Holy Land – The builder of a Holy Family
The city of Nazareth is one chaotic city with just one main road running through it. Named after ( now) St Paul VI who visited the town in 1964 this city is nestled close to the Sea of Galilee. In the city of Nazareth is the Church of the Annunciation built over the home of Mary and the place of the annunciation. This is also the home of Joseph and Jesus who lived here for many years.
Early sources on Nazareth’s history are scarce, but Eusebius says Nazareth was a small Jewish town in the Roman and Byzantine periods. Evidence of Jewish converts to Christianity in Nazareth is provided by the historian Africanus in the 3rd century and pilgrimages to Nazareth are first attested as early as the late 4th century. More recently, archeological digs have found several caves ( used as homes even by Mary and Joseph) within which were found human skeletons going back to 2500 BC to the Canaanite period.
Within the complex of this Church, no more than a hundred odd meters and separated by the Franciscan monastery, is the Church of St. Joseph. It is here that Joseph lived and ran his carpentry workshop. After his marriage to Mary, this would have be the marital home of Mary and Joseph.
The Greek word ‘tekton’, meaning “builder or artisan,” was used to describe Joseph. He most likely worked with both wood and stone. Furthermore, Joseph most likely walked 50 minutes to work every day from Nazareth to Tzippori, a local Roman city that was being rebuilt at the time.
The only reason Nazareth gained prominence is because it afforded work for its inhabitants in Tzippori. Nazareth came to be what we would liken to a mining or workers’ village. That is why people said in the Gospels, “What good can come from Nazareth?” (Jn 1:46) words of Nathaniel the apostle, whose family home was in the nearby town of Cana. Nazareth was a small backwater town at the time of Jesus. It didn’t even make the list of towns on the Roman census forcing Mary and Joseph to make the long and arduous journey to Bethlehem in the South.
The church now built over this workshop and home of Joseph is also known as the Church of Nutrition and the Church of Joseph’s Carpentry. The location first became recognized as the home of the Holy Family in the 17th century when texts referred to it as “the house and workshop of Joseph.” In the courtyard you can see a beautiful statue of St Joseph the worker besides a sculpture of the annunciation.
Within the apse of the church are paintings of The Holy Family. Among them are the dream of Joseph and the death of Joseph in the arms of Jesus and Mary. The church has several interesting stained glass windows and paintings depicting scenes involving Joseph. There is the scene of Joseph and Mary’s wedding, a scene of Joseph showing Jesus how to work in the carpentry as Mary looks on as well as other scenes of the Holy Family together. The present day church was constructed in 1914 on what remained of a Crusader Church.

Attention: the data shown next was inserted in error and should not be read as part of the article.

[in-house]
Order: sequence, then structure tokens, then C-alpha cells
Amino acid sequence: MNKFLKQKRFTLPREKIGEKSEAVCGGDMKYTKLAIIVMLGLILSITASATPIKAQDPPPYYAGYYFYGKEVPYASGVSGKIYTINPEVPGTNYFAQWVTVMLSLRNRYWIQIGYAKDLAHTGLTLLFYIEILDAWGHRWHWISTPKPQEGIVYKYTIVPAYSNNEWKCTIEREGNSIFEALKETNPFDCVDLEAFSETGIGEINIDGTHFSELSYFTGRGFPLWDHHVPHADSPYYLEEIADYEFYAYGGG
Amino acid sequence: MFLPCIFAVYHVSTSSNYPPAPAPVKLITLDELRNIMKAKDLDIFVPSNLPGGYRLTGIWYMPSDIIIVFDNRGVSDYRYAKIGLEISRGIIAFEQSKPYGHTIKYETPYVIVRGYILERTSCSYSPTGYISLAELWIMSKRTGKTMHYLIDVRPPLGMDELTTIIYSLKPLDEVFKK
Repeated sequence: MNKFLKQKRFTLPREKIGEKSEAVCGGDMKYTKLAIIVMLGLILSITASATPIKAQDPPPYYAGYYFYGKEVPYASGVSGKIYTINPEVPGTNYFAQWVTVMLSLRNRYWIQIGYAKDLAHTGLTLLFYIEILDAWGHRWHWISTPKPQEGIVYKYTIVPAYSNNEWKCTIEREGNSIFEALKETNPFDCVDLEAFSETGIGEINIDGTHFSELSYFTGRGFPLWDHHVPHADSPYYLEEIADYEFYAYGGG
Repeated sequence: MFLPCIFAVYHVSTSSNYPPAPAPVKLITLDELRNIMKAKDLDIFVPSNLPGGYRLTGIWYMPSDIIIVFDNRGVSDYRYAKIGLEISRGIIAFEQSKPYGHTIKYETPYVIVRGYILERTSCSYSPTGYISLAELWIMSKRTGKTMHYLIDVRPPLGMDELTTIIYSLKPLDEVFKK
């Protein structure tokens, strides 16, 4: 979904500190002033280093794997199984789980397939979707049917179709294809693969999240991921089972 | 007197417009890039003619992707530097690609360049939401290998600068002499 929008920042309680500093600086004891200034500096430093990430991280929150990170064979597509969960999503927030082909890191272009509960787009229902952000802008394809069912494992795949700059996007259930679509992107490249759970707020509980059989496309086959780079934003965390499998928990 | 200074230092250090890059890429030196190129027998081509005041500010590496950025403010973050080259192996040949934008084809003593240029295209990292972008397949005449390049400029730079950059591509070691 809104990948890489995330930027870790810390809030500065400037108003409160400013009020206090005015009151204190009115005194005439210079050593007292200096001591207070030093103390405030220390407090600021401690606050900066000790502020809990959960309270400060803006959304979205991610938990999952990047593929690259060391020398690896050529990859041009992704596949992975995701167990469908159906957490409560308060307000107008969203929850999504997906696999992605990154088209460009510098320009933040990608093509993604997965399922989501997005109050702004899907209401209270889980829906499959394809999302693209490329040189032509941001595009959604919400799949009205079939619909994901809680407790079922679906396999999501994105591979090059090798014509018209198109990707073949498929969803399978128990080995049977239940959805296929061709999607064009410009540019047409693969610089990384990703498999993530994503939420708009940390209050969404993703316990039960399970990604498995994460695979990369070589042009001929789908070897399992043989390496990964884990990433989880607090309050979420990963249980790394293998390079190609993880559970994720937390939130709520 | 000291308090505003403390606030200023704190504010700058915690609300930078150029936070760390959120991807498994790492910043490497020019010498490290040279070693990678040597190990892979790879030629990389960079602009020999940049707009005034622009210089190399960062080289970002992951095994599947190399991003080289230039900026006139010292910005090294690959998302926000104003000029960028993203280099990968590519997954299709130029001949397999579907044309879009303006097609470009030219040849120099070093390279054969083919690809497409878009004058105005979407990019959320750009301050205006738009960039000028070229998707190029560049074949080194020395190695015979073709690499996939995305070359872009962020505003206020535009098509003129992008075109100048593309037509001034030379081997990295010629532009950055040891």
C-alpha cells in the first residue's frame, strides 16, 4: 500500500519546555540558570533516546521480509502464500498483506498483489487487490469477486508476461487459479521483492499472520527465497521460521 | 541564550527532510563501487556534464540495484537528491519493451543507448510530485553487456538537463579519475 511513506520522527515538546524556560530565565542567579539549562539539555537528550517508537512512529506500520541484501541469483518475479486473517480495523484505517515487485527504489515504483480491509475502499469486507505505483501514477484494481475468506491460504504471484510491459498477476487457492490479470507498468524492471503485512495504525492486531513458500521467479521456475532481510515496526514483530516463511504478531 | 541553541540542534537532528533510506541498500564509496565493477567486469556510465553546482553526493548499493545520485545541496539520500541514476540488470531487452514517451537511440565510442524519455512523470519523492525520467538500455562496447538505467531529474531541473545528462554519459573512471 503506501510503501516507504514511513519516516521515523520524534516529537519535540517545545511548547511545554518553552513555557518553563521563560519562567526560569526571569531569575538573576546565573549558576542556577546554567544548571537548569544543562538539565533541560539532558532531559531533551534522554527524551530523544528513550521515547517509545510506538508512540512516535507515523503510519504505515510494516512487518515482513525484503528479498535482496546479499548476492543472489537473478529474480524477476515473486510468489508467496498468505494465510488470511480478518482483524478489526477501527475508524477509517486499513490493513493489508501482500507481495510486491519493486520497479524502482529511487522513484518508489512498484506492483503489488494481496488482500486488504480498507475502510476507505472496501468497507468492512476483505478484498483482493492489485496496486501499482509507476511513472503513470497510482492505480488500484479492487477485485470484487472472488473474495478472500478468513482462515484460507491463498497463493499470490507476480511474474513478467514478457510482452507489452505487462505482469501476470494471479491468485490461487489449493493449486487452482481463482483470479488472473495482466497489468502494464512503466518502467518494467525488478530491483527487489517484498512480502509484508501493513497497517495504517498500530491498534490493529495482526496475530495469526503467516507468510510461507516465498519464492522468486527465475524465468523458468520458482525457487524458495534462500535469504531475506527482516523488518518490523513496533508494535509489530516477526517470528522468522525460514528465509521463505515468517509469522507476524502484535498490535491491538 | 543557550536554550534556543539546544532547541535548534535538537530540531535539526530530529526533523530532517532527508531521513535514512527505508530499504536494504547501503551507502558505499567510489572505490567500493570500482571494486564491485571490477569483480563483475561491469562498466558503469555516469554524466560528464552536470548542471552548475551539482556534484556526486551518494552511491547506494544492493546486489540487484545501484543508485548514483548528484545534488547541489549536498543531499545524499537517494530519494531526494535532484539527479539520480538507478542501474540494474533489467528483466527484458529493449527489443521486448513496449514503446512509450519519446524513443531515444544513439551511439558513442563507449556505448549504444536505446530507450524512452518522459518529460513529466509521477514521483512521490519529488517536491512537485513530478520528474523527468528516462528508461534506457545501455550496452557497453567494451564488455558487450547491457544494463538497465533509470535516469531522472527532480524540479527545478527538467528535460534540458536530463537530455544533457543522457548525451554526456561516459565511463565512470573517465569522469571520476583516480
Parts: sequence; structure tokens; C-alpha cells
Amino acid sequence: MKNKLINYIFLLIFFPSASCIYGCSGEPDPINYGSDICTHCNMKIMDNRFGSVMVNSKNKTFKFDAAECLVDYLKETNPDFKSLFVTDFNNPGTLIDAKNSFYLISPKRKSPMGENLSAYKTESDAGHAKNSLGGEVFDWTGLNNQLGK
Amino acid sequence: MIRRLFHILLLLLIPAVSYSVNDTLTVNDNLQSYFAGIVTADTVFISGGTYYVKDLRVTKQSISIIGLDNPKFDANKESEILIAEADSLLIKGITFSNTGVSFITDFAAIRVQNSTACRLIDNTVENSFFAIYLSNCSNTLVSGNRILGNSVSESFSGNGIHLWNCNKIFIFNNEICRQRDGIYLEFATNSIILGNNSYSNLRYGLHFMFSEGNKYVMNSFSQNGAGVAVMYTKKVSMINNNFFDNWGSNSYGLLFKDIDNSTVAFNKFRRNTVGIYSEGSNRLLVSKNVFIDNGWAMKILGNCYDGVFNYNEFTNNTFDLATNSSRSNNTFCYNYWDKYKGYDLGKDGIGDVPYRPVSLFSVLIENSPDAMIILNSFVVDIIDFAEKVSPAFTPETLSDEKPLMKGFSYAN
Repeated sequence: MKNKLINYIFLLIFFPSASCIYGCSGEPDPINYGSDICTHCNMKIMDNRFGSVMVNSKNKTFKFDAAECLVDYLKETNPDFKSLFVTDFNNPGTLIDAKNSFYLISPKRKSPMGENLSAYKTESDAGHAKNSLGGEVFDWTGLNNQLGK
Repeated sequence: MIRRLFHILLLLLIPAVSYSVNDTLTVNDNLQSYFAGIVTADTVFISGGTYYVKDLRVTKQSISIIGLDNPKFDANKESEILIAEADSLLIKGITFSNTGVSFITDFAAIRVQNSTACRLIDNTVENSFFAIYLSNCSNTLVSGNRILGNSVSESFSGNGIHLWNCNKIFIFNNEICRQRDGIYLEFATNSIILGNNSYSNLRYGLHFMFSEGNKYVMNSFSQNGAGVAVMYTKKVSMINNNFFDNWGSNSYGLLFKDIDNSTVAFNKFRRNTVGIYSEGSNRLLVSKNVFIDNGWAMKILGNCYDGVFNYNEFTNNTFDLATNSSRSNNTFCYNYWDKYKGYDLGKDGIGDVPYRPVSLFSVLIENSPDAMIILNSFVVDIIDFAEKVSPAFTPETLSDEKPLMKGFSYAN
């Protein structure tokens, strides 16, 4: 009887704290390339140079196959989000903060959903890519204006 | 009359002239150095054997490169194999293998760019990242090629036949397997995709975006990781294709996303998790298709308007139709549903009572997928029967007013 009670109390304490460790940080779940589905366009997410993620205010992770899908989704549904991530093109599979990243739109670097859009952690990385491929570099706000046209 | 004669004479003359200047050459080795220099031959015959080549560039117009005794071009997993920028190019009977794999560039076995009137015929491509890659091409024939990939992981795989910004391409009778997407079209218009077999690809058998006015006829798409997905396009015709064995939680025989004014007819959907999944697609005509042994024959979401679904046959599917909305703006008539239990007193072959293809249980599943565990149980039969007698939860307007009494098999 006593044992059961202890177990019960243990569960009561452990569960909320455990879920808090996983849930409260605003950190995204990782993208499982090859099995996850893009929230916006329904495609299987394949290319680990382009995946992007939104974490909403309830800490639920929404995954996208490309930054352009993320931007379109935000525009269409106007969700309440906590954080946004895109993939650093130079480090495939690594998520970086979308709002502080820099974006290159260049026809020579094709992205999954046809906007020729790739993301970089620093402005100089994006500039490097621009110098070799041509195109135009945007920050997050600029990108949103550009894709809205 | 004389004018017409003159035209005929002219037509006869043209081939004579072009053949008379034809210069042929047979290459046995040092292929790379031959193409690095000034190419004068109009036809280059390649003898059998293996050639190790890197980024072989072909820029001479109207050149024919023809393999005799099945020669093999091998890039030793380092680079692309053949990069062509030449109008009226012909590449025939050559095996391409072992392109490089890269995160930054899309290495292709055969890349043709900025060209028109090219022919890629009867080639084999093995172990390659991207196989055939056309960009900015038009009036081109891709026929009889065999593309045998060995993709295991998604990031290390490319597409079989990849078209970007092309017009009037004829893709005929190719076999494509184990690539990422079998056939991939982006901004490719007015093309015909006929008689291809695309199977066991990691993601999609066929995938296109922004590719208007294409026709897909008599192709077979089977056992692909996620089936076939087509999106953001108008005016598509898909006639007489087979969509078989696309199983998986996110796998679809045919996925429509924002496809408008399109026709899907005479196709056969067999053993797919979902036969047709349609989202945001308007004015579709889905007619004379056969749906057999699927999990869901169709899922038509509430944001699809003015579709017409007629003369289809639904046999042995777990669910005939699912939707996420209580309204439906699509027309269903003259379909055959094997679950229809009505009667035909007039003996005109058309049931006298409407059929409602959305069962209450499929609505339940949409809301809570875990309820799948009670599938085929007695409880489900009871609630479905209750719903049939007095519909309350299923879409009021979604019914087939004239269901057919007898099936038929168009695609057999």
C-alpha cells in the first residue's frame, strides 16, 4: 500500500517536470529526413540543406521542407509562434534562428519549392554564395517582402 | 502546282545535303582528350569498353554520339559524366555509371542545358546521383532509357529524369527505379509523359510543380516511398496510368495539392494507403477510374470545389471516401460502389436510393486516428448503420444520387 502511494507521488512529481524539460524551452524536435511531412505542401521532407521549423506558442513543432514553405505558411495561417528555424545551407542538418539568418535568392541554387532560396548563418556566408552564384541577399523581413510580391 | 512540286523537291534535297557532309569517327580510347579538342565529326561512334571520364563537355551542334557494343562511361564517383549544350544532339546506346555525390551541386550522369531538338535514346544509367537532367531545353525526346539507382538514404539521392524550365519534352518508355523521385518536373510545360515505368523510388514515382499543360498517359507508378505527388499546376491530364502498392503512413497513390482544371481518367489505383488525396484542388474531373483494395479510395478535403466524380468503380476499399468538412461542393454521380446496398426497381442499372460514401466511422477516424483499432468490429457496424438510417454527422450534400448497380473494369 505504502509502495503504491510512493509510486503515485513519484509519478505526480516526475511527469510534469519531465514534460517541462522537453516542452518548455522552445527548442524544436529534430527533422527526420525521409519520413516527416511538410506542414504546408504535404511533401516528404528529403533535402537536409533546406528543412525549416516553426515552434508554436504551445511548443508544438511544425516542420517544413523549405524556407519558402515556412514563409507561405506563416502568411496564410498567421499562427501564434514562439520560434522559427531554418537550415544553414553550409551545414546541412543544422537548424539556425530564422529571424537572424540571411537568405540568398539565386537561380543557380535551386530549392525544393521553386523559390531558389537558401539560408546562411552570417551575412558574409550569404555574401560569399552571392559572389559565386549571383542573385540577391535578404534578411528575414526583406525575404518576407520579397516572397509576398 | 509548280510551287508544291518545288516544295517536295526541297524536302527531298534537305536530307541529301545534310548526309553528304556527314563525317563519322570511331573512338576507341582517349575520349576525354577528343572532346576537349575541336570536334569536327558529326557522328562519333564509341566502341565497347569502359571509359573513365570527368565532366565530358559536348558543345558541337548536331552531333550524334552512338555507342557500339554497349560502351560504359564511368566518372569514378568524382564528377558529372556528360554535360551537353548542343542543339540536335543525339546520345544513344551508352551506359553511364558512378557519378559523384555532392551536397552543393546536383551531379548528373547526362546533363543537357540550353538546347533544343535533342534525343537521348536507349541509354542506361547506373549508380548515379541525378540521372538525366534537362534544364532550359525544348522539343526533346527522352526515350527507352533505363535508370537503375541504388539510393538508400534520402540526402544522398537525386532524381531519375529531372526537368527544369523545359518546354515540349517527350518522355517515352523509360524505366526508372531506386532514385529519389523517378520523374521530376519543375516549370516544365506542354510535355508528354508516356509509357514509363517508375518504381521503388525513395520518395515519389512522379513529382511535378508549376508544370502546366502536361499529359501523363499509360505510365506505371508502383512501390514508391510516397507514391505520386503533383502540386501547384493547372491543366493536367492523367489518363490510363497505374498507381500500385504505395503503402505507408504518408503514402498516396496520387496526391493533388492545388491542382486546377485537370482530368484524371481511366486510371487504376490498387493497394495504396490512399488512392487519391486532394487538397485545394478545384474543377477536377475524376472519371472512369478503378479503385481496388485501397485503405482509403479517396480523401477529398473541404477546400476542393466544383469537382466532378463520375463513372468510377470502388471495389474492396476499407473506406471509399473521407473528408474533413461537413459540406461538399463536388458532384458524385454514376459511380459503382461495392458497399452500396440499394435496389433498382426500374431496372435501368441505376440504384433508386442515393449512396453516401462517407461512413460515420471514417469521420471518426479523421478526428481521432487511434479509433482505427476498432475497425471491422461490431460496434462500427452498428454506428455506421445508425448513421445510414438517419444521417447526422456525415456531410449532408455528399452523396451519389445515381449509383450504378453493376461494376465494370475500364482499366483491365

Beneath the built structures are caves ( yes Mary and Joseph lived in caves not happy one bedroom homes) which were also used for food storage in Biblical times and this is the place where the workshop was situated. From the present day church there is a stairway going down to a crypt.
On this level you will find the carpenters workshop and a pool or basin measuring 2m² it has a black and white mosaic floor. The basin is thought to have been a baptistery dating back to the 1st century AD but prior to that it was perhaps used as mikveh , an ablution washing basin before one could pray.
There is a mosaic on the floor depicting what appears to be a ladder perhaps symbolizing the spiritual elevation of new converts to Christianity. This indicates that Christians gathered here in Biblical times even before the town had official churches. It appears that the home, having been identified as the home of the Holy Family, was used for Christian worship during the Byzantine era.
There are still further steps, which appear to be older, which reach a narrow passage which eventually opens up into a room. In this room are caves which have been carved into the limestone to be used for storage of grain and as water cisterns. This was a typical method of storage during the Roman era. Opposite the workshop of Joseph is an altar situated around the Church dating back to the crusades.
In 1964 and again in the year 2000, when Popes (now saints) Paul VI and John Paul II visited the Church, the underground passage from the Church of the Annunciation to the workshop of St Joseph was opened for the Popes to walk the path that Jesus and his parents often took.
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